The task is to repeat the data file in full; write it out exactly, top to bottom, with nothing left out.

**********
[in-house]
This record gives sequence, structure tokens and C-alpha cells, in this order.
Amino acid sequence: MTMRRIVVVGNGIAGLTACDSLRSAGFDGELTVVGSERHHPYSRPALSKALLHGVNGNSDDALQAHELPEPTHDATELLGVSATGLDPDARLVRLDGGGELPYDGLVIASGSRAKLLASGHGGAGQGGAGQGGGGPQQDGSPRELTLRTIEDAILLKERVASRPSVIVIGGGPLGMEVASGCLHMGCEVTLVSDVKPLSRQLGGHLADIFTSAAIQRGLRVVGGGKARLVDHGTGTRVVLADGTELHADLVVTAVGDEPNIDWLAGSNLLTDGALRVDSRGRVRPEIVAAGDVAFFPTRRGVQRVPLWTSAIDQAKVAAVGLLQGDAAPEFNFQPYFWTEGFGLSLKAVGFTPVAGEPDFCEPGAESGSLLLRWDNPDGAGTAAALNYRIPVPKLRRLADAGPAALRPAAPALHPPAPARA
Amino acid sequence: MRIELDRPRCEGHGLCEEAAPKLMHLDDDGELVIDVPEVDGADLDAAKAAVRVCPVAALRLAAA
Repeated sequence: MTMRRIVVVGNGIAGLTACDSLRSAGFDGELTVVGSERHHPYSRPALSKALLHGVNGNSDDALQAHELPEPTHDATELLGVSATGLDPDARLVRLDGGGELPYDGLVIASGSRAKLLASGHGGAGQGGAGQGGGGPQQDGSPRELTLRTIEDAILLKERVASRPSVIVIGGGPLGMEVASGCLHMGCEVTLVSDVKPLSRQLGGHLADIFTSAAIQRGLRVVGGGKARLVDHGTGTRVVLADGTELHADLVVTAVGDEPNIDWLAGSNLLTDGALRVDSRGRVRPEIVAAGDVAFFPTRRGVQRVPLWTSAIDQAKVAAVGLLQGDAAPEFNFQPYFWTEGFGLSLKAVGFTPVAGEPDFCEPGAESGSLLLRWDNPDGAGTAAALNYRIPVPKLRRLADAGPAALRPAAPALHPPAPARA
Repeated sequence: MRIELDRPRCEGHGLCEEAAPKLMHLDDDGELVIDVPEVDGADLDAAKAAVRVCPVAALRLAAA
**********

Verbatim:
[in-house]
This record gives sequence, structure tokens and C-alpha cells, in this order.
Amino acid sequence: MTMRRIVVVGNGIAGLTACDSLRSAGFDGELTVVGSERHHPYSRPALSKALLHGVNGNSDDALQAHELPEPTHDATELLGVSATGLDPDARLVRLDGGGELPYDGLVIASGSRAKLLASGHGGAGQGGAGQGGGGPQQDGSPRELTLRTIEDAILLKERVASRPSVIVIGGGPLGMEVASGCLHMGCEVTLVSDVKPLSRQLGGHLADIFTSAAIQRGLRVVGGGKARLVDHGTGTRVVLADGTELHADLVVTAVGDEPNIDWLAGSNLLTDGALRVDSRGRVRPEIVAAGDVAFFPTRRGVQRVPLWTSAIDQAKVAAVGLLQGDAAPEFNFQPYFWTEGFGLSLKAVGFTPVAGEPDFCEPGAESGSLLLRWDNPDGAGTAAALNYRIPVPKLRRLADAGPAALRPAAPALHPPAPARA
Amino acid sequence: MRIELDRPRCEGHGLCEEAAPKLMHLDDDGELVIDVPEVDGADLDAAKAAVRVCPVAALRLAAA
Repeated sequence: MTMRRIVVVGNGIAGLTACDSLRSAGFDGELTVVGSERHHPYSRPALSKALLHGVNGNSDDALQAHELPEPTHDATELLGVSATGLDPDARLVRLDGGGELPYDGLVIASGSRAKLLASGHGGAGQGGAGQGGGGPQQDGSPRELTLRTIEDAILLKERVASRPSVIVIGGGPLGMEVASGCLHMGCEVTLVSDVKPLSRQLGGHLADIFTSAAIQRGLRVVGGGKARLVDHGTGTRVVLADGTELHADLVVTAVGDEPNIDWLAGSNLLTDGALRVDSRGRVRPEIVAAGDVAFFPTRRGVQRVPLWTSAIDQAKVAAVGLLQGDAAPEFNFQPYFWTEGFGLSLKAVGFTPVAGEPDFCEPGAESGSLLLRWDNPDGAGTAAALNYRIPVPKLRRLADAGPAALRPAAPALHPPAPARA
Repeated sequence: MRIELDRPRCEGHGLCEEAAPKLMHLDDDGELVIDVPEVDGADLDAAKAAVRVCPVAALRLAAA